What I find most interesting about these shirts is not that each of only 12 that were made is sold for $7,500, or 5,000 for the women’s version. It’s rather that Lacoste chose to concentrate not on the “Super Limited” nature of these brand collectibles, their form and material employed or the celebrity designers who created them. They chose instead to tell us about their makers. Most of this press release from New York store Moss is dedicated to Coopa-Roca, a socially responsible sustainable development organization based in the Rocinha favela of Rio de Janeiro. A place that, and I quote, “provides work for the very creative craftswomen and seamstresses who live in that underprivileged neighbourhood.” Much like other press releases about products made at Coopa-Roca and designed by internationally known fashion and product designers, these press releases turn the cooperative’s HR into PR.

You may have heard of the term petites mains, or little hands. Fashion houses have for decades employed these small armies of well-paid seamstresses and artisans to execute their intricately crafted and equally expensive couture

creations. But they never felt the need to mention them. So what makes Coopa-Roca's women speak louder than a luxury brand or its famous designers? The favela factor? These shirts are an evidence of how Brazil’s human resources are being explored or, depending on who you ask, exploited. The promotion of dignified work and female empowerment are worthy causes, but when empathy, even charity, are invoked to sell extreme brand statements such as these, I wonder how much, or how little, of those thousands of dollars actually makes it to the hands of the women in Rocinha. Or what the real value of their work is. Were these shirts to be made in an ordinary factory by women, or men, who earned a decent salary and lived in an unremarkable neighbourhood of any Brazilian town, could they hold the same value? This is an issue that not only concerns Coopa-Roca, but also other designer-meets-community initiatives.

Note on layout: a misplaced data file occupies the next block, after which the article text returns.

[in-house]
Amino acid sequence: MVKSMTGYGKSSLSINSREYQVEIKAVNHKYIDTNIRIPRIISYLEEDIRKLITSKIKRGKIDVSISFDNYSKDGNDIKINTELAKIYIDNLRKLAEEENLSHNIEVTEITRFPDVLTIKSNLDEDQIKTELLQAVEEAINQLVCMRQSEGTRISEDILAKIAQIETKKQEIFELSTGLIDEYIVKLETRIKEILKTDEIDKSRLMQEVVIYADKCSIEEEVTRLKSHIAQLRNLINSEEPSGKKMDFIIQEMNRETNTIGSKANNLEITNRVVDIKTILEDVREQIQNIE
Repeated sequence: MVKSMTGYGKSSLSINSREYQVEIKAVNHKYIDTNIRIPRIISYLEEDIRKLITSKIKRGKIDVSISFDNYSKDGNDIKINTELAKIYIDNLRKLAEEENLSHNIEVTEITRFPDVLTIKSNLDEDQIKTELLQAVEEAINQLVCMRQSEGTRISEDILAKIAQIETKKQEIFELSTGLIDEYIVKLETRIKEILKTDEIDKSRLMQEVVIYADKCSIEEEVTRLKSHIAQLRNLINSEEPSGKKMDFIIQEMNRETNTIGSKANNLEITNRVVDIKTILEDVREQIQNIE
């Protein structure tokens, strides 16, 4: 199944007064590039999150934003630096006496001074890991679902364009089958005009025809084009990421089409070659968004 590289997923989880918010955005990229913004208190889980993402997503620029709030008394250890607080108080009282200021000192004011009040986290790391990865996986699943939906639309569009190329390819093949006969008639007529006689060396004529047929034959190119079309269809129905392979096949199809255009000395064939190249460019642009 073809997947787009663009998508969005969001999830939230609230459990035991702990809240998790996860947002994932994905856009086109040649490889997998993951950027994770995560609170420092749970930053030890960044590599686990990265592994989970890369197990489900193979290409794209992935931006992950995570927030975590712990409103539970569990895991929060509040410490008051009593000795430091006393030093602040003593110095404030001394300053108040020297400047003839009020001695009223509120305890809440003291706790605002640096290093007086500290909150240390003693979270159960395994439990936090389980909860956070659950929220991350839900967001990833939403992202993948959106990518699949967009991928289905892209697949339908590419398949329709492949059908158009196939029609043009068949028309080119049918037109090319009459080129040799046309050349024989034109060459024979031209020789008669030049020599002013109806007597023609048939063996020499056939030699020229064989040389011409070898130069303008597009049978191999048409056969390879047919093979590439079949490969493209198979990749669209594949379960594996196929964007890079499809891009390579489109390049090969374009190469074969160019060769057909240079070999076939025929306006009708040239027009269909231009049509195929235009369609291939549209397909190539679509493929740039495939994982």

But when it seemed like this brand-designer-product-maker relation was complex enough, the plot thickened. Lacoste is the first brand to work with Save Your Logo, a new organization that protects endangered species and biodiversity. In their case this means crocodiles, alligators, and other such reptiles. To celebrate the initiative and its Campana collaboration, Lacoste promoted launches in a ministry building in Paris, the Yacht Club in São Paulo and other venues in Asia, which were turned into lush mini amazon forests, complete with green grass floors, indigenous flowers and trees.